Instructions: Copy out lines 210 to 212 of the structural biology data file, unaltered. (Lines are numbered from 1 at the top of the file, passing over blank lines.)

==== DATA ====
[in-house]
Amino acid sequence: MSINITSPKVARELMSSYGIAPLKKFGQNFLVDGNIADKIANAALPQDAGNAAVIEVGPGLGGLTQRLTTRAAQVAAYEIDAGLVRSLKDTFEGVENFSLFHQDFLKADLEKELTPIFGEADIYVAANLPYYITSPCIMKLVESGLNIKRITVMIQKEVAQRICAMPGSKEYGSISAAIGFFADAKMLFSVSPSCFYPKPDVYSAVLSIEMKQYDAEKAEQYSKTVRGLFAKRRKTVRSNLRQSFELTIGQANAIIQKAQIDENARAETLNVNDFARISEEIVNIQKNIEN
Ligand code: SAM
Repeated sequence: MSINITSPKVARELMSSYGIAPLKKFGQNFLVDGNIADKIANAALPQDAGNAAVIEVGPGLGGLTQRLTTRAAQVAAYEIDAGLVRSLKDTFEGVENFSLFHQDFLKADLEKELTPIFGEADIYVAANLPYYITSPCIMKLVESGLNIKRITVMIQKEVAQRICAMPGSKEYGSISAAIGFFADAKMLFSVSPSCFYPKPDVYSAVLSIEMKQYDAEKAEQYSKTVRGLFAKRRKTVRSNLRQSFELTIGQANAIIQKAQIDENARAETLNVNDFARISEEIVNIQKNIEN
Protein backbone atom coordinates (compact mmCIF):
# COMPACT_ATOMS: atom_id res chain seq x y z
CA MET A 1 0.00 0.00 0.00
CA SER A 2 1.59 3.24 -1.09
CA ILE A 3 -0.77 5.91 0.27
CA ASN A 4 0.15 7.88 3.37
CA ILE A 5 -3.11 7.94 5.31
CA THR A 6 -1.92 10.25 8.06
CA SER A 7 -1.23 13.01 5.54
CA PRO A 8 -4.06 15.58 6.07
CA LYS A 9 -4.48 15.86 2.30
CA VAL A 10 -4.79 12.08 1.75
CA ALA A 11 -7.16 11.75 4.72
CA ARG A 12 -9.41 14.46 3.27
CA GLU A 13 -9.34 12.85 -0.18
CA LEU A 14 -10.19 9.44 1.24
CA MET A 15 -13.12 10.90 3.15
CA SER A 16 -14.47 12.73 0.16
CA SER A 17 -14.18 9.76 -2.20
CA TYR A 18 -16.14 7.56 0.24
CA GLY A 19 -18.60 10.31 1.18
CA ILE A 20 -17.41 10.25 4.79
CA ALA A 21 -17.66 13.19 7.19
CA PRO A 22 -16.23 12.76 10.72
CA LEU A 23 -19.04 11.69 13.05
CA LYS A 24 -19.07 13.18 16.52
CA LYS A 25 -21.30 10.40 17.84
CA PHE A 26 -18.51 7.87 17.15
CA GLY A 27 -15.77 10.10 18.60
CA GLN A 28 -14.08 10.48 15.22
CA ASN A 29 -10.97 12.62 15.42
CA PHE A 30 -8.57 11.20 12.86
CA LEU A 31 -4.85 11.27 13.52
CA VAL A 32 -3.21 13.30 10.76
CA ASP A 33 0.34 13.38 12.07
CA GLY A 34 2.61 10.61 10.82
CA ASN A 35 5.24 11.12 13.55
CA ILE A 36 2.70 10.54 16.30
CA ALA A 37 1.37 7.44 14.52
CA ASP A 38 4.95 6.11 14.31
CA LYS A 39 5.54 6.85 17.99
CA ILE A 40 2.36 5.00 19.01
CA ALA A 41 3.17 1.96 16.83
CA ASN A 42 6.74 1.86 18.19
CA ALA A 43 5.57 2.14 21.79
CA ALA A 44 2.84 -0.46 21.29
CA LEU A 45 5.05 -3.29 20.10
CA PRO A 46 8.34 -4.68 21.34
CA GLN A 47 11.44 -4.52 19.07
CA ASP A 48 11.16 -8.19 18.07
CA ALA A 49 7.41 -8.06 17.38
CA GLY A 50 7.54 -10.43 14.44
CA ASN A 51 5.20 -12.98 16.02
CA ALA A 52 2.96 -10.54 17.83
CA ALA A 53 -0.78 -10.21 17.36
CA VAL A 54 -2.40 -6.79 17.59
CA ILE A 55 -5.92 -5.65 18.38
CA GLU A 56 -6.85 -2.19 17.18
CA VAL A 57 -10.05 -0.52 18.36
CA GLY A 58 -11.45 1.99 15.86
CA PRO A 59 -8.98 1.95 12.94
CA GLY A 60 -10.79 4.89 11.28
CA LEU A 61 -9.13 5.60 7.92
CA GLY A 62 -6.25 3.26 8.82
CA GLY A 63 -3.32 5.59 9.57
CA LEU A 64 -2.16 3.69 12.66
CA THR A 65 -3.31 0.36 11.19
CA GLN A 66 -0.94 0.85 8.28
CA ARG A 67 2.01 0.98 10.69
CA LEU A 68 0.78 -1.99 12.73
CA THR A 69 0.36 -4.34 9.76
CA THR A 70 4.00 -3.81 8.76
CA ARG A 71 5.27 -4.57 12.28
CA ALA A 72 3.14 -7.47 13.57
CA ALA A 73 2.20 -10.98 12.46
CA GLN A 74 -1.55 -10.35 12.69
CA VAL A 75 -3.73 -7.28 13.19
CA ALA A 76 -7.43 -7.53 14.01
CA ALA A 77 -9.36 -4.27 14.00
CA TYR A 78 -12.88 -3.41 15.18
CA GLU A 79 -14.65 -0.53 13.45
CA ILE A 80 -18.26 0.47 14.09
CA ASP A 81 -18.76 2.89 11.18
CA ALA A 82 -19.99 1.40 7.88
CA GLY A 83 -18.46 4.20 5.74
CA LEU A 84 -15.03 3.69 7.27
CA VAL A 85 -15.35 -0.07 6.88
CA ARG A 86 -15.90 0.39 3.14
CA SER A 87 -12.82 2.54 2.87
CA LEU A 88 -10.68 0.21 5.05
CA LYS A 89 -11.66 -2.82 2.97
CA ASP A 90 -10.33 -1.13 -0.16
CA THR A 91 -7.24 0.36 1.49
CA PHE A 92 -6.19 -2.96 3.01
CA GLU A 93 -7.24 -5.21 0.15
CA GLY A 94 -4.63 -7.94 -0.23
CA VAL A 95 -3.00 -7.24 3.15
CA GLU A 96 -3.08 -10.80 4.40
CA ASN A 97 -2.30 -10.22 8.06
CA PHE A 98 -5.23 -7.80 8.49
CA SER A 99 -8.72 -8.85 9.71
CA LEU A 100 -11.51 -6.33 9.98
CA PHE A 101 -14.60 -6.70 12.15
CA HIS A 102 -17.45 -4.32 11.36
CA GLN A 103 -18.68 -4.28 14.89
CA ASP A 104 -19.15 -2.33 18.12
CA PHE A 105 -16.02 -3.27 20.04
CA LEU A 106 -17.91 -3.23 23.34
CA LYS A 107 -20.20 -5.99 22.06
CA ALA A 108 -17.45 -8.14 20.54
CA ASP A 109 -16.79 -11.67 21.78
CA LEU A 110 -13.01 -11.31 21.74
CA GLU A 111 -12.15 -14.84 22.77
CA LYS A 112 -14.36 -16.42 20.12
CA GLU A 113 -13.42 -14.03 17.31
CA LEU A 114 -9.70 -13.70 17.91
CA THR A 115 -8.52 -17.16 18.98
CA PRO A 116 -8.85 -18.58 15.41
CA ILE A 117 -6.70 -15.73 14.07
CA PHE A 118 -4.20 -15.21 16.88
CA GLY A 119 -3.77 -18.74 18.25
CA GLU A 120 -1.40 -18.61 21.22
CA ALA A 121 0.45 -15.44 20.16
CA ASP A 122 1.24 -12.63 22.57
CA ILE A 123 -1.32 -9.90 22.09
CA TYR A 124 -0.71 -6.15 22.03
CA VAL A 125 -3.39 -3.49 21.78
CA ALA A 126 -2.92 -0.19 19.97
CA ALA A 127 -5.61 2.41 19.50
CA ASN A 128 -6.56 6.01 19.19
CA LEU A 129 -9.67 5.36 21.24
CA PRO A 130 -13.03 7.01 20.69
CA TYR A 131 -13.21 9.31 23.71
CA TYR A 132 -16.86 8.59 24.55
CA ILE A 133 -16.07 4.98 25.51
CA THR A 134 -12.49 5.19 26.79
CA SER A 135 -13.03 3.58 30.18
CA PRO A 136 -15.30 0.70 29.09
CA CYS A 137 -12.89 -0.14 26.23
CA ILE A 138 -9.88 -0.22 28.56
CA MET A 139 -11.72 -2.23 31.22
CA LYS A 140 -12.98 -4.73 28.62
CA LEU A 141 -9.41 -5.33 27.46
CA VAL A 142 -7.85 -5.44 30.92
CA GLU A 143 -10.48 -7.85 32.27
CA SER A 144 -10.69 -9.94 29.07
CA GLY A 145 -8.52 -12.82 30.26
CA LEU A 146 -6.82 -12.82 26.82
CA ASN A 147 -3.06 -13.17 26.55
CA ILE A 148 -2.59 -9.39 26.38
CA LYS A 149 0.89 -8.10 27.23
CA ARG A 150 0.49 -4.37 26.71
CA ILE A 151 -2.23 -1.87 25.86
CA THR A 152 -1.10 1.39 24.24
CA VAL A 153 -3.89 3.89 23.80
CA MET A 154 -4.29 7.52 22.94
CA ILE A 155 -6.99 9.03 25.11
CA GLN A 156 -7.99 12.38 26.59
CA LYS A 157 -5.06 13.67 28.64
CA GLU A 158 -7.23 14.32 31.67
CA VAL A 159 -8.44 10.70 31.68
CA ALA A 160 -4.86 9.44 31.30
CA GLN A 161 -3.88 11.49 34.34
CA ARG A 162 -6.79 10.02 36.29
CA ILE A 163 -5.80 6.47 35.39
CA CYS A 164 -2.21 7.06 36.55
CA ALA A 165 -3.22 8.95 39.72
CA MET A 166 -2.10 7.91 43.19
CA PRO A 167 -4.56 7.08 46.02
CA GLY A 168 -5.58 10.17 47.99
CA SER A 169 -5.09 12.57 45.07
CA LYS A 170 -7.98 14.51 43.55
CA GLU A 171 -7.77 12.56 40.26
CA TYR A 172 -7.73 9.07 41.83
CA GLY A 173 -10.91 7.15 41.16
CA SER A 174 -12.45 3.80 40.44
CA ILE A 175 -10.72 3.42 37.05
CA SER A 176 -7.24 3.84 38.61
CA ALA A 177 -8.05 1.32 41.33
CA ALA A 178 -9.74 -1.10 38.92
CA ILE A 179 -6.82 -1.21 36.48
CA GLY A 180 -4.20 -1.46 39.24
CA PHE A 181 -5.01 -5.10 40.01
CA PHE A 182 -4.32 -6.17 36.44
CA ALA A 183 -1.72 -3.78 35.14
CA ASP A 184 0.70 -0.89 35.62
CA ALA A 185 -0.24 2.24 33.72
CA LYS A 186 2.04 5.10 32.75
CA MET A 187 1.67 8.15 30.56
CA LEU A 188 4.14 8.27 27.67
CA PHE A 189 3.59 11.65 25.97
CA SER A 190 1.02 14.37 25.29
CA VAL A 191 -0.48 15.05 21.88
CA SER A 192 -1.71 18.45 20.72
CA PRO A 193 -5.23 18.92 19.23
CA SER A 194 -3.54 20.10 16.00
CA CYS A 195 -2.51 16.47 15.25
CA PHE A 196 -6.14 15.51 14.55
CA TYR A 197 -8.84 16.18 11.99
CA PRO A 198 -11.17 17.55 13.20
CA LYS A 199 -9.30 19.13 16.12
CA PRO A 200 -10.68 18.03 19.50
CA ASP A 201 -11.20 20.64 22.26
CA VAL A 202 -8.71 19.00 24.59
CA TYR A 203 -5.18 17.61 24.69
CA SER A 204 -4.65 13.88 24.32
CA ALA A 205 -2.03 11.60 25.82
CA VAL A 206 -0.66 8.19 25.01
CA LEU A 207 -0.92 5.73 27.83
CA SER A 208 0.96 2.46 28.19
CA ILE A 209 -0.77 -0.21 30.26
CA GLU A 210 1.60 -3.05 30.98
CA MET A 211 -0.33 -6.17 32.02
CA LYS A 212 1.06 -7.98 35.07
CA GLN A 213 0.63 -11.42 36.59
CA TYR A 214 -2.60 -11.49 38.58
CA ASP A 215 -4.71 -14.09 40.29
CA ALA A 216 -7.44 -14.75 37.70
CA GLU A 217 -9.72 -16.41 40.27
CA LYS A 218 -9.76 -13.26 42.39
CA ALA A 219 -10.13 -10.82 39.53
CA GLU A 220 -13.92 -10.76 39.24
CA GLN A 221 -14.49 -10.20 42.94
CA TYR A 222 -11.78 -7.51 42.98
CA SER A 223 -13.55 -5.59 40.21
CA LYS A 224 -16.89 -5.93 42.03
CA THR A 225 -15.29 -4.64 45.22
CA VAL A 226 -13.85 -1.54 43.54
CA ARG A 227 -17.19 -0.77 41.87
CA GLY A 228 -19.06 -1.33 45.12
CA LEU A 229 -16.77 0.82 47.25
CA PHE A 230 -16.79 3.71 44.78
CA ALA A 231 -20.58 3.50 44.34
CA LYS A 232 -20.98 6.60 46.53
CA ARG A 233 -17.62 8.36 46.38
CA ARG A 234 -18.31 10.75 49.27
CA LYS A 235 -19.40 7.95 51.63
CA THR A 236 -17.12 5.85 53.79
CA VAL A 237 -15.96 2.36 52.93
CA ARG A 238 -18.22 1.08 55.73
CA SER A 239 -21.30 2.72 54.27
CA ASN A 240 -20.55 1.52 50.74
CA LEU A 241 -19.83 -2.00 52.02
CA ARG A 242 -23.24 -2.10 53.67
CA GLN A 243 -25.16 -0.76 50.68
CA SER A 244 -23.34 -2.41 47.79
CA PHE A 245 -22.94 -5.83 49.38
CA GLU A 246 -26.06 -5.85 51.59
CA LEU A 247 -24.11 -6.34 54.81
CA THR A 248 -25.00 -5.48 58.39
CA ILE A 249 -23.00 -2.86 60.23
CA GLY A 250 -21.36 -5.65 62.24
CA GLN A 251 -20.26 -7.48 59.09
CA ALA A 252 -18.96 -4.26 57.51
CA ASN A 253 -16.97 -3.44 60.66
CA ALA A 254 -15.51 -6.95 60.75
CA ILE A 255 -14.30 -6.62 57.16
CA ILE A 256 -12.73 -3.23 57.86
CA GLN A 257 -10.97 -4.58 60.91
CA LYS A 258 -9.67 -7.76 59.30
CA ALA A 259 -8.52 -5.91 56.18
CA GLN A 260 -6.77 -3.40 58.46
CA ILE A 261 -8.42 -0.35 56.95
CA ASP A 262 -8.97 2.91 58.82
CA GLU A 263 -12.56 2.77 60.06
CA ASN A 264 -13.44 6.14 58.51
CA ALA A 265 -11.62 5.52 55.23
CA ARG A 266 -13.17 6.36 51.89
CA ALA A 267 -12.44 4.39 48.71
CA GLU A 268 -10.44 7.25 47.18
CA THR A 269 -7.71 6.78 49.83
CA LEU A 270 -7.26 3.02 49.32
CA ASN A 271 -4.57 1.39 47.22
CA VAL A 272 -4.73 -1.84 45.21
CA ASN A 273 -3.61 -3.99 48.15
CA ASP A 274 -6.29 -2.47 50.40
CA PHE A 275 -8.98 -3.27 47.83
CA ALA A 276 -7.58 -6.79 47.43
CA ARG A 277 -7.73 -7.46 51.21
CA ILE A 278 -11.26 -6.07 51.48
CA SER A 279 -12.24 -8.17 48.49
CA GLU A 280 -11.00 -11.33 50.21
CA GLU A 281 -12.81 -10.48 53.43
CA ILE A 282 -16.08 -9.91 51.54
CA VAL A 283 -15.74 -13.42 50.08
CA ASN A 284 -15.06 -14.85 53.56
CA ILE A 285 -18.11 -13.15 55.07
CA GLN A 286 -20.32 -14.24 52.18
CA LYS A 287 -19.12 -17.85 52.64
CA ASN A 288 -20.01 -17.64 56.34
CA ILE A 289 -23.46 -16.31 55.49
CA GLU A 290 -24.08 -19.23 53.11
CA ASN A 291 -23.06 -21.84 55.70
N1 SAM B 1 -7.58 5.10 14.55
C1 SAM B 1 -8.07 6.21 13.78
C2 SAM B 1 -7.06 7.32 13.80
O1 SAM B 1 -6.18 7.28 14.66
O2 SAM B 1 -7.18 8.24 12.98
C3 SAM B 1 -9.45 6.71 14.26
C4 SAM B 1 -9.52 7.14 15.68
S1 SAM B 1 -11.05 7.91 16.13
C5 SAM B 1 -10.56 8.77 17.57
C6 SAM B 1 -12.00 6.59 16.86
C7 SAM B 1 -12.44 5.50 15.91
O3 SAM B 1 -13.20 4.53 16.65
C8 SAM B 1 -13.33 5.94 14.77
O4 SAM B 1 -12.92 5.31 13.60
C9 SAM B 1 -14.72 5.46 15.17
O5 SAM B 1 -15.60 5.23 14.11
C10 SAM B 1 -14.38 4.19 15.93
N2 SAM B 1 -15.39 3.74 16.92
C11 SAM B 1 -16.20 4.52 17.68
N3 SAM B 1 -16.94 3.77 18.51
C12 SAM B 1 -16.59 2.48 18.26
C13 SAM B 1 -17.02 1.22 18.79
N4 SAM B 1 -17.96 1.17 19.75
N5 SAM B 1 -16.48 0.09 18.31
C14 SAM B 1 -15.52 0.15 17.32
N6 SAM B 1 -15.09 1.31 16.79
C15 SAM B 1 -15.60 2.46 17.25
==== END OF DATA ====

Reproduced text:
CA SER A 204 -4.65 13.88 24.32
CA ALA A 205 -2.03 11.60 25.82
CA VAL A 206 -0.66 8.19 25.01